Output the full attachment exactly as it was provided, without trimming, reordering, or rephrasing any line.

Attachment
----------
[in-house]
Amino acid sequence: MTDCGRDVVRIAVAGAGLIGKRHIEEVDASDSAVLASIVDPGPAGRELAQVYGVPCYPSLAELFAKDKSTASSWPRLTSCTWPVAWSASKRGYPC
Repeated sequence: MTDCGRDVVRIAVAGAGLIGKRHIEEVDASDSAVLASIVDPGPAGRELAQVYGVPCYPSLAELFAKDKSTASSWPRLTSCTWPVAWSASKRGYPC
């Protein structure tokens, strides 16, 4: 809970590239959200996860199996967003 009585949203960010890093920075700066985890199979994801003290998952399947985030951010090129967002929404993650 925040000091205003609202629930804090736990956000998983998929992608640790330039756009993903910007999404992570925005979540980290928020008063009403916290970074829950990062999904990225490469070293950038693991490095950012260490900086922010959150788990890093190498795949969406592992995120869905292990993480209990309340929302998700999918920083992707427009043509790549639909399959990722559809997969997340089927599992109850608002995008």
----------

[in-house]
Amino acid sequence: MTDCGRDVVRIAVAGAGLIGKRHIEEVDASDSAVLASIVDPGPAGRELAQVYGVPCYPSLAELFAKDKSTASSWPRLTSCTWPVAWSASKRGYPC
Repeated sequence: MTDCGRDVVRIAVAGAGLIGKRHIEEVDASDSAVLASIVDPGPAGRELAQVYGVPCYPSLAELFAKDKSTASSWPRLTSCTWPVAWSASKRGYPC
């Protein structure tokens, strides 16, 4: 809970590239959200996860199996967003 009585949203960010890093920075700066985890199979994801003290998952399947985030951010090129967002929404993650 925040000091205003609202629930804090736990956000998983998929992608640790330039756009993903910007999404992570925005979540980290928020008063009403916290970074829950990062999904990225490469070293950038693991490095950012260490900086922010959150788990890093190498795949969406592992995120869905292990993480209990309340929302998700999918920083992707427009043509790549639909399959990722559809997969997340089927599992109850608002995008």